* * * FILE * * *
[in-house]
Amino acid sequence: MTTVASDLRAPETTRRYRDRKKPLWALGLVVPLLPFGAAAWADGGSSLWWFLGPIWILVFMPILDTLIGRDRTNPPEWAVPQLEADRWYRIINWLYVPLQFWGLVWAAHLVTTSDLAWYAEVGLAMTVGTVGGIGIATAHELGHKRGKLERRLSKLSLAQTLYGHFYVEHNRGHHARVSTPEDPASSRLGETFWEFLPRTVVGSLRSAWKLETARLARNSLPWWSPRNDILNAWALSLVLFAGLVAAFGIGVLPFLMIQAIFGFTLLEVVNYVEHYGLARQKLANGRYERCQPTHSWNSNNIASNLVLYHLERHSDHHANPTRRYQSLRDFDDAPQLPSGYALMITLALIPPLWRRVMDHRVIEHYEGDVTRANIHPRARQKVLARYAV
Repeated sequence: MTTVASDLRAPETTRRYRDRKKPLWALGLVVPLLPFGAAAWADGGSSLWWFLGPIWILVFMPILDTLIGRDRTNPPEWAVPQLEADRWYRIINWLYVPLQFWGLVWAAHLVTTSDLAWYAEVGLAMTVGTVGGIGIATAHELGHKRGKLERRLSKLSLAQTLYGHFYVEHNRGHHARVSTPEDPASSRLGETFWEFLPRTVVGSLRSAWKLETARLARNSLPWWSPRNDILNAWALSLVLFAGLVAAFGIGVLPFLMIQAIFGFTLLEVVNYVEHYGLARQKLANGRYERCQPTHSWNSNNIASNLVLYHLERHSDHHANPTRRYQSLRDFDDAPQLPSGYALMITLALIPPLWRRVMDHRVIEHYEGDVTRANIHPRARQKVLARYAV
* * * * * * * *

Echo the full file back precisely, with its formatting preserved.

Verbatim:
[in-house]
Amino acid sequence: MTTVASDLRAPETTRRYRDRKKPLWALGLVVPLLPFGAAAWADGGSSLWWFLGPIWILVFMPILDTLIGRDRTNPPEWAVPQLEADRWYRIINWLYVPLQFWGLVWAAHLVTTSDLAWYAEVGLAMTVGTVGGIGIATAHELGHKRGKLERRLSKLSLAQTLYGHFYVEHNRGHHARVSTPEDPASSRLGETFWEFLPRTVVGSLRSAWKLETARLARNSLPWWSPRNDILNAWALSLVLFAGLVAAFGIGVLPFLMIQAIFGFTLLEVVNYVEHYGLARQKLANGRYERCQPTHSWNSNNIASNLVLYHLERHSDHHANPTRRYQSLRDFDDAPQLPSGYALMITLALIPPLWRRVMDHRVIEHYEGDVTRANIHPRARQKVLARYAV
Repeated sequence: MTTVASDLRAPETTRRYRDRKKPLWALGLVVPLLPFGAAAWADGGSSLWWFLGPIWILVFMPILDTLIGRDRTNPPEWAVPQLEADRWYRIINWLYVPLQFWGLVWAAHLVTTSDLAWYAEVGLAMTVGTVGGIGIATAHELGHKRGKLERRLSKLSLAQTLYGHFYVEHNRGHHARVSTPEDPASSRLGETFWEFLPRTVVGSLRSAWKLETARLARNSLPWWSPRNDILNAWALSLVLFAGLVAAFGIGVLPFLMIQAIFGFTLLEVVNYVEHYGLARQKLANGRYERCQPTHSWNSNNIASNLVLYHLERHSDHHANPTRRYQSLRDFDDAPQLPSGYALMITLALIPPLWRRVMDHRVIEHYEGDVTRANIHPRARQKVLARYAV